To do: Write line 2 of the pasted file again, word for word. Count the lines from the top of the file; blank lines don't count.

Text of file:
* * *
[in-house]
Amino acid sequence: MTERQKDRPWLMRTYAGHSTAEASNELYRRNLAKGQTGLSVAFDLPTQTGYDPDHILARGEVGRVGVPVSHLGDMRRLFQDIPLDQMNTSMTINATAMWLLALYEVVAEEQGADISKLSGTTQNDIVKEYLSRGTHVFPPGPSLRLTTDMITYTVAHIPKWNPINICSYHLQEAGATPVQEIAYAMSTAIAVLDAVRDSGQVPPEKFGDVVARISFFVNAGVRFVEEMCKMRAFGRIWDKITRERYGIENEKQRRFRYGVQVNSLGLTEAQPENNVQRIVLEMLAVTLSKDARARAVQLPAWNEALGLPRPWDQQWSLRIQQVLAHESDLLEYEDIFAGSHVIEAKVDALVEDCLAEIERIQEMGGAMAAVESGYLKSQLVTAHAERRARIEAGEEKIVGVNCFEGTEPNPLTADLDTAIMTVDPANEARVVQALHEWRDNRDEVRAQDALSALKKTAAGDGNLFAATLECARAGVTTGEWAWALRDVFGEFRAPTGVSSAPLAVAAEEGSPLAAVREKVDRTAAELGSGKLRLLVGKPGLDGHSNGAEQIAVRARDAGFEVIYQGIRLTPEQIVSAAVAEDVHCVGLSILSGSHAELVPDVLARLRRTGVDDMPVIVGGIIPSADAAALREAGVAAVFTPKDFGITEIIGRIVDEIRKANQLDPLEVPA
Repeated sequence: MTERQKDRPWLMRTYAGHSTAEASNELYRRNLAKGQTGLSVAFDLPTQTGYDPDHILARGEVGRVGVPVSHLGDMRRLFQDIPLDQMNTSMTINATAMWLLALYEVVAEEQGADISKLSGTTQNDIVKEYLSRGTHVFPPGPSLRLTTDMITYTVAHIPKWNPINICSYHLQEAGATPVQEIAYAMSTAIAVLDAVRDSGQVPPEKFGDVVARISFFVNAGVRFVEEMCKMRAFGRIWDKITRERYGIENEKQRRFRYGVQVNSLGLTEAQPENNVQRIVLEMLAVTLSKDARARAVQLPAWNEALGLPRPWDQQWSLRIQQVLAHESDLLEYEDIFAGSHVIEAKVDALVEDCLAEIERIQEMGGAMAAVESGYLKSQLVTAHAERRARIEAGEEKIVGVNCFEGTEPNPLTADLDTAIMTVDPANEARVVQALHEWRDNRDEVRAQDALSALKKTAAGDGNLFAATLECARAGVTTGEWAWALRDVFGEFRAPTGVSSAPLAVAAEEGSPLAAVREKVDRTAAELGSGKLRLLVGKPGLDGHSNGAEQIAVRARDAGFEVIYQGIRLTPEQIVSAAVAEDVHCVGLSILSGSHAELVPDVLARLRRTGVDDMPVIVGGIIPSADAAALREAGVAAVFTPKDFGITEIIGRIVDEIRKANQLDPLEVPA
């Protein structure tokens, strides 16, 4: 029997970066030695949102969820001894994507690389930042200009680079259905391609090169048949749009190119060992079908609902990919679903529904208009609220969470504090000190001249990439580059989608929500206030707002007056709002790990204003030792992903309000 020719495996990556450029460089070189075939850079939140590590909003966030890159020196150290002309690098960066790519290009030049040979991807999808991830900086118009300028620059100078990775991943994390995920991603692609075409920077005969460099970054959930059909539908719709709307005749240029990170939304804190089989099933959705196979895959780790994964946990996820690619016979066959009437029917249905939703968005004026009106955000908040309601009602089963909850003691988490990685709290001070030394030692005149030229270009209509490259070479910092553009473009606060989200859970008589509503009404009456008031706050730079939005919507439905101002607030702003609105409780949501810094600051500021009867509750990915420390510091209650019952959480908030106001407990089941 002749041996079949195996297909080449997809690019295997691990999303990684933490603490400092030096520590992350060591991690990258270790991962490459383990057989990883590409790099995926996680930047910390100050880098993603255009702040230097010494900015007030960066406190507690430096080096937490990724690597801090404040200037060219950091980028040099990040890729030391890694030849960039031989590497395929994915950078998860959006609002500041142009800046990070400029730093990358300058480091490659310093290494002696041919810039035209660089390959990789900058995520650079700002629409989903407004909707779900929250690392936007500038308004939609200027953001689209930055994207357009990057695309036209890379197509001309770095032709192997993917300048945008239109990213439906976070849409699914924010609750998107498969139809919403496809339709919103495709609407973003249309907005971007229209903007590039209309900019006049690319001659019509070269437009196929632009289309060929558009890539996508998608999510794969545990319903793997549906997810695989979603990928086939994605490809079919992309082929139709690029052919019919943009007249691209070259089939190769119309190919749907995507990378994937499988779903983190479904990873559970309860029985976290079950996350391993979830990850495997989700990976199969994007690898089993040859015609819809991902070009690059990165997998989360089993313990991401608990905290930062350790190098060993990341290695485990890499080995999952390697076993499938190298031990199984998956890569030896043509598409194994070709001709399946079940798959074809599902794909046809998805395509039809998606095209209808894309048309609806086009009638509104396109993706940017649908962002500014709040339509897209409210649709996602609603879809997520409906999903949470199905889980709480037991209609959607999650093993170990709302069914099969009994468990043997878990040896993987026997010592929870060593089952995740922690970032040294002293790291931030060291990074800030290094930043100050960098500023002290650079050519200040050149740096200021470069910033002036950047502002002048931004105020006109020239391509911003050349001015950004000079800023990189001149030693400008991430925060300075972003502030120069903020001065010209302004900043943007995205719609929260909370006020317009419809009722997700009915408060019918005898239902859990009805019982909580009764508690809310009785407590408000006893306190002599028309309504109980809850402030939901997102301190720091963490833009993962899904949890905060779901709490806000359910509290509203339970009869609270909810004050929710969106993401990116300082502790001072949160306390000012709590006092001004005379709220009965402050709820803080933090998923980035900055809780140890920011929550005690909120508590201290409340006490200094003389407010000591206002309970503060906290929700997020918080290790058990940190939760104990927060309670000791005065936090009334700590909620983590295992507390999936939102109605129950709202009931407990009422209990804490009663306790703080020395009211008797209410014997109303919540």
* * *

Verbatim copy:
Amino acid sequence: MTERQKDRPWLMRTYAGHSTAEASNELYRRNLAKGQTGLSVAFDLPTQTGYDPDHILARGEVGRVGVPVSHLGDMRRLFQDIPLDQMNTSMTINATAMWLLALYEVVAEEQGADISKLSGTTQNDIVKEYLSRGTHVFPPGPSLRLTTDMITYTVAHIPKWNPINICSYHLQEAGATPVQEIAYAMSTAIAVLDAVRDSGQVPPEKFGDVVARISFFVNAGVRFVEEMCKMRAFGRIWDKITRERYGIENEKQRRFRYGVQVNSLGLTEAQPENNVQRIVLEMLAVTLSKDARARAVQLPAWNEALGLPRPWDQQWSLRIQQVLAHESDLLEYEDIFAGSHVIEAKVDALVEDCLAEIERIQEMGGAMAAVESGYLKSQLVTAHAERRARIEAGEEKIVGVNCFEGTEPNPLTADLDTAIMTVDPANEARVVQALHEWRDNRDEVRAQDALSALKKTAAGDGNLFAATLECARAGVTTGEWAWALRDVFGEFRAPTGVSSAPLAVAAEEGSPLAAVREKVDRTAAELGSGKLRLLVGKPGLDGHSNGAEQIAVRARDAGFEVIYQGIRLTPEQIVSAAVAEDVHCVGLSILSGSHAELVPDVLARLRRTGVDDMPVIVGGIIPSADAAALREAGVAAVFTPKDFGITEIIGRIVDEIRKANQLDPLEVPA